Support for Feet, Starting a Congregational Foot Care Clinic

Providing care for the whole body, mind, and spirit

QUESTION:

I am worried about the feet of some of the parishioners in our congregation and community, particularly older adults with diabetes. I’m thinking of offering a foot clinic in our church. Do you have any suggestions?

 

ANSWER:

With more than 1 out of every 4 adults over 65 living with diabetes (National Diabetes Fact Sheet, 2011) and with other health conditions such as Parkinson’s disease or Alzheimer disease also making it difficult for older adults to take care of their feet, this is a valuable service. You are right, however, in that you will want to do this in a way that protects the health of the older adults whose feet may need special care due to vulnerabilities brought about by their health conditions. Sandy Madsen, RN, BSN, education coordinator at Northwest Parish Nurse Ministry, reminds folks that they “do have to be careful with foot care especially when dealing with diabetics and folks with peripheral vascular disease, venous vs. arterial ulcers and the like. Treating feet is quite a specialty, and referral to the correct resource for problems needs to be in the nurse’s scope of knowledge. I think it is an excellent idea for the nurse to consider some specialized training.”

The Wound, Ostomy and Continence Nursing Certification Board lists programs that include certified foot care education. You may want to consider having someone in your congregation who would be heading this up take one of these classes.

Nancy Moore, RN, parish nurse at Tucker Swamp Baptist Church in Zuni, Virginia, was featured in an issue of Parish Nurse Perspectives for her “Sole Care” program. This program was held once a month at the church, with the community invited. Nancy publicized this outreach program in the local newspapers and on the local radio stations in their free broadcast times.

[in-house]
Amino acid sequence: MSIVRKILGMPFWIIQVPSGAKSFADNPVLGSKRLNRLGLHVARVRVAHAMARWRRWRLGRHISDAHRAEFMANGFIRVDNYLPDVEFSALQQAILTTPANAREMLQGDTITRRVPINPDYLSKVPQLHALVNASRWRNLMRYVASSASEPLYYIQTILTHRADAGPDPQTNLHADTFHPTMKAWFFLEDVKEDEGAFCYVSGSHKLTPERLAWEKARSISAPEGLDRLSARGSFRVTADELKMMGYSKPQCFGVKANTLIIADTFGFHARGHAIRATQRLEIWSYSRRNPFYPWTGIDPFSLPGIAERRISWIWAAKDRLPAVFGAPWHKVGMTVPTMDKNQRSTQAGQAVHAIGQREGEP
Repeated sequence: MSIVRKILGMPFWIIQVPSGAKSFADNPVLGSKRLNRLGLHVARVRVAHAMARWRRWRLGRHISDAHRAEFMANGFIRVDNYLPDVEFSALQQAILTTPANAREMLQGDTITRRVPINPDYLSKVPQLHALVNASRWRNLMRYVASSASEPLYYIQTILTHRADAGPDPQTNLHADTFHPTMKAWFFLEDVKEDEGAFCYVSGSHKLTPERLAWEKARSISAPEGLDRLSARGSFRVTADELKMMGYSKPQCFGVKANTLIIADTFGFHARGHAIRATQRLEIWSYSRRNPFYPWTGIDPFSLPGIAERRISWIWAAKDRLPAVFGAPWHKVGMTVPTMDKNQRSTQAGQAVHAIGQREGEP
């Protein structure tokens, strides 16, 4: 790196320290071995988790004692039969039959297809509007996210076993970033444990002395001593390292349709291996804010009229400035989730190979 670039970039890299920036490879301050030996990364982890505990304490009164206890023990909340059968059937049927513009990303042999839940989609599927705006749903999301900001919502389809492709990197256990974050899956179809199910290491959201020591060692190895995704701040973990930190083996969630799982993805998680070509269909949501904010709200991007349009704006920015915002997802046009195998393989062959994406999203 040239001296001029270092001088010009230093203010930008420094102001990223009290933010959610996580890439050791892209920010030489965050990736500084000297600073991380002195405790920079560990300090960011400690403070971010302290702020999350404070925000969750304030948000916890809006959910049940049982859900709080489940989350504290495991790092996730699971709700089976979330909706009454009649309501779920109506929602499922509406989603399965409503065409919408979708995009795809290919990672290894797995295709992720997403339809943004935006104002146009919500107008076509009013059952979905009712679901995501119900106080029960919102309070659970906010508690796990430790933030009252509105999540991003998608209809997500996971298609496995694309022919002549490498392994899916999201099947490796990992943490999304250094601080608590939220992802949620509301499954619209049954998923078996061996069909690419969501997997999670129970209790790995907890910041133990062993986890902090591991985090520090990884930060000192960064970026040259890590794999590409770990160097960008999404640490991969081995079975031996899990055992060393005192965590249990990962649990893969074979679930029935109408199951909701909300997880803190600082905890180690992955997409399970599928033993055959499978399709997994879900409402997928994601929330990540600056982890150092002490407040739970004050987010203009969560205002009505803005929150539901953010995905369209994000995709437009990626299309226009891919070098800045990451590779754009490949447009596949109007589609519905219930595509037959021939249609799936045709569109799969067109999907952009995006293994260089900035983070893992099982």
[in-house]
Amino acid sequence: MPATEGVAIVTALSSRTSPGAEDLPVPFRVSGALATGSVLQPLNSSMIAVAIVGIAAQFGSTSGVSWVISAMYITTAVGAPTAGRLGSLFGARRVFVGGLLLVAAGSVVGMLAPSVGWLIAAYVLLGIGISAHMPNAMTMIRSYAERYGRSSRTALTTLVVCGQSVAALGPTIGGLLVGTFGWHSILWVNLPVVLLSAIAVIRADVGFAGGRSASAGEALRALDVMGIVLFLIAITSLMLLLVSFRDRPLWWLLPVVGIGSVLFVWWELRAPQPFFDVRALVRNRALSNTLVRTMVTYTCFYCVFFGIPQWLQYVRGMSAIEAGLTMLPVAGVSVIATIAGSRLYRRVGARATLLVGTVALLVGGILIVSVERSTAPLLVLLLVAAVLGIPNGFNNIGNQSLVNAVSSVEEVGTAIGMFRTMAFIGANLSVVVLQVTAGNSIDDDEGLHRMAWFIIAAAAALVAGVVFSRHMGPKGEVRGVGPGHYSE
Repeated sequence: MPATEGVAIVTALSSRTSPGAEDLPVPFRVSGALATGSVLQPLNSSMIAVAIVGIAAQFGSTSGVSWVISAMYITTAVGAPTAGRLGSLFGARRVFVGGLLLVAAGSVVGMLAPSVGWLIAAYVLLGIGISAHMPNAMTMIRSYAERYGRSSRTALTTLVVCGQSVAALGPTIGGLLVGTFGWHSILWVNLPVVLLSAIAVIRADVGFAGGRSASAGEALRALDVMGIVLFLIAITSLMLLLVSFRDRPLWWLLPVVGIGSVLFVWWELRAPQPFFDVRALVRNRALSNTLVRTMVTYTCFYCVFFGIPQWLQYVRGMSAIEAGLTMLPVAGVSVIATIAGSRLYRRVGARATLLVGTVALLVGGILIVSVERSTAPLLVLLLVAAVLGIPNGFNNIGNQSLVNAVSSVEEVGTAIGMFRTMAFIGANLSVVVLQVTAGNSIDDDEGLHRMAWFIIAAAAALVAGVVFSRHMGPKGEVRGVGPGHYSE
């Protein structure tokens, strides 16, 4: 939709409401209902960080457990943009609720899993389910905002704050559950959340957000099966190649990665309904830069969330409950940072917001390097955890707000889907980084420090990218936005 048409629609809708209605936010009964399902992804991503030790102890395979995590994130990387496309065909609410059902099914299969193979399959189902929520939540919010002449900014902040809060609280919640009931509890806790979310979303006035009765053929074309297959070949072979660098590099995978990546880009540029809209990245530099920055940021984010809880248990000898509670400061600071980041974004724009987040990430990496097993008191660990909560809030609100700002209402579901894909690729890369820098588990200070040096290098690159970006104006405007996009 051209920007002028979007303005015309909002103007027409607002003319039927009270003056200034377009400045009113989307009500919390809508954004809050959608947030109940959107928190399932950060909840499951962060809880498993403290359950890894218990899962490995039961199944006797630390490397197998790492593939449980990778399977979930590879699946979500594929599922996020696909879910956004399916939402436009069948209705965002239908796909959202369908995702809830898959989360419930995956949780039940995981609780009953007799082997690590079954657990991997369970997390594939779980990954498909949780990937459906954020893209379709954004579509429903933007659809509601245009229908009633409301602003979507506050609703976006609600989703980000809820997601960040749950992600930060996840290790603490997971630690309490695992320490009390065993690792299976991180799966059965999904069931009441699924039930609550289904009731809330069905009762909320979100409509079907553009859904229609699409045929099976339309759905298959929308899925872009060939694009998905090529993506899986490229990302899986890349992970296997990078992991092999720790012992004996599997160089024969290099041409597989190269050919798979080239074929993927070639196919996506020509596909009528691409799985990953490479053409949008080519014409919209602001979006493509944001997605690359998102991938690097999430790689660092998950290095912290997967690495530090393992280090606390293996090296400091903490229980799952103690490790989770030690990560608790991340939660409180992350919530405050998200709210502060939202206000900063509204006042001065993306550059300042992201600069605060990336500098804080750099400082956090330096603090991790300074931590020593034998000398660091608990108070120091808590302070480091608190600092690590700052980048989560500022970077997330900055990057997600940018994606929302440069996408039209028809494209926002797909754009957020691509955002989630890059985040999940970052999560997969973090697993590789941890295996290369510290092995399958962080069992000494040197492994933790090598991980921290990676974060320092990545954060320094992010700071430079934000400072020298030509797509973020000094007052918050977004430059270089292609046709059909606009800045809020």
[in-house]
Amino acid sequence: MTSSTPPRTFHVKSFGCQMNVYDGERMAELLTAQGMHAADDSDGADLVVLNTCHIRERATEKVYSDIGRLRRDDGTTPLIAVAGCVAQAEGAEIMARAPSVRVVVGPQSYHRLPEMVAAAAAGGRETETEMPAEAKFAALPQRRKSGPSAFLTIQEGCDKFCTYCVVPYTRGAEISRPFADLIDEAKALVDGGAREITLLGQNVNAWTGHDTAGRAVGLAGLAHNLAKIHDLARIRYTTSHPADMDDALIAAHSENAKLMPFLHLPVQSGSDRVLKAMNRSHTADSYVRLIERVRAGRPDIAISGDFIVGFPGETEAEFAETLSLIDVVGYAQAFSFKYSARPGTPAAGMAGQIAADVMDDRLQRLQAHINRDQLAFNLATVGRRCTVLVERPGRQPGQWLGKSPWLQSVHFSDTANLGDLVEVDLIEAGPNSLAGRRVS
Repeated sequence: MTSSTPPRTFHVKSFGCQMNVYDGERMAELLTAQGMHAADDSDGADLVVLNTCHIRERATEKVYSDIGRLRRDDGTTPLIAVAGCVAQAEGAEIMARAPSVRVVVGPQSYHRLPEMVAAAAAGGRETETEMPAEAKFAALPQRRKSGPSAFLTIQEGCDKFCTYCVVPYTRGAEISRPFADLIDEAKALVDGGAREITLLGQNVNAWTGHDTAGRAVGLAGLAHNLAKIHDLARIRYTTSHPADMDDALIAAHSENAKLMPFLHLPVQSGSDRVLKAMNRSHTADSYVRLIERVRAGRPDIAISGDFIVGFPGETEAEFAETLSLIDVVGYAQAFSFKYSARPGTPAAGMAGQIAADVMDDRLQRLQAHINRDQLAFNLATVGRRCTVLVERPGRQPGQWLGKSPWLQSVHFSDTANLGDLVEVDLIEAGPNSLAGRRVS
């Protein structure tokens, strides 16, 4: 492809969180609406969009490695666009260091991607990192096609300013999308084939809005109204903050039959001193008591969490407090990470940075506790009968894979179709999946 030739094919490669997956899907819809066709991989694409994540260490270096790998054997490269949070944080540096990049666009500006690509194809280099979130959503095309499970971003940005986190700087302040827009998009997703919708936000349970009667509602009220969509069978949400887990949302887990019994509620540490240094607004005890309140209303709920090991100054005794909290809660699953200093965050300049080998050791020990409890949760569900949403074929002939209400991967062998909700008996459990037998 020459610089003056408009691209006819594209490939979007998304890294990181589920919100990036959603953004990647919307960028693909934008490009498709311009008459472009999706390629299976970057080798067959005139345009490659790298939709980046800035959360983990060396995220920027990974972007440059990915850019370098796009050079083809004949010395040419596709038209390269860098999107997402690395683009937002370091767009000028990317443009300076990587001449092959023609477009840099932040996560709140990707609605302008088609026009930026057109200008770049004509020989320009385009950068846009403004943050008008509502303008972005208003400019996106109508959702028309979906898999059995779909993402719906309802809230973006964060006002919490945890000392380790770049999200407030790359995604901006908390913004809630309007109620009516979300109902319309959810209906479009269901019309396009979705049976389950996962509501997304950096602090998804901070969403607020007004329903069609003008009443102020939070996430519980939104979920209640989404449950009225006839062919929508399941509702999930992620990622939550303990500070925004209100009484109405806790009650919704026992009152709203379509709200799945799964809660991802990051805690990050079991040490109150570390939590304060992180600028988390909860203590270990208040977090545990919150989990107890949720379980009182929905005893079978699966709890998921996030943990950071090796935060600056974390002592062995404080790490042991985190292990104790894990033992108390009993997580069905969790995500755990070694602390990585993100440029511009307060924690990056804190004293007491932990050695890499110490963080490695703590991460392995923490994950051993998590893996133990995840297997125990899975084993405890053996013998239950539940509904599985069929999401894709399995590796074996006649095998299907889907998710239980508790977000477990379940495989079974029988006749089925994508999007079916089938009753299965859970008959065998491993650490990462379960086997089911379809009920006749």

Clients soaked their feet in warm soapy water for fifteen to twenty minutes. This was a time when the “server,” or as she called them, “clipper,” came to know any clients who were new.

At times, Nancy played soft relaxing background music. Participants also seemed to enjoy gospel music videos. A few regularly came early so they could be with the workers for prayer before they began the ministry session for the day.

Through this ministry, Nancy made referrals to a podiatrist for continued foot care. “What a great feeling to assist people in learning how to care for their feet and to be a part of giving care to a part of the person that is so often not thought about,” Nancy said. “Other areas of need have also been discovered and our other ministry teams have come to the rescue! The word of this ministry spread and it is really exciting. The volunteers love it!” The volunteers also provided refreshments during the morning.

Sharon Christensen, RN, MSN, has a similar program for homeless visitors to her downtown Portland parish, St. Andre Bessette Catholic Church. She writes, “I started a foot care ministry after retiring from home health and hospice management in 2004. It has developed into a vibrant ministry with three RNs and volunteers. We have student nurses who help with the program and come back to volunteer. Volunteers wash feet and we have massage tubs after the wash. After that one of the RNs assesses and treats any problems, including consideration of medical problems and looking at the lower extremities. We all believe the treatment that is offered not only is of great assistance and comfort for the homeless but also gives us a chance to spend quality time with these folks and give them advice on other medical conditions and whether or not to seek help from a medical doctor or nurse practitioner. This ministry takes place in the parish, which is situated in downtown Portland, Oregon. None of the RNs have wound, ostomy and continence nursing (WOCN) certification. We have an occasional RN who has a foot care certification.”

Blessings to all those who provide care for the whole body, mind, and spirit, and do so in a community-building context! Thanks so much for your interest in offering this program in your setting, as well.


Excerpt from Health Ministry Advice for Everyone by Deborah Patterson
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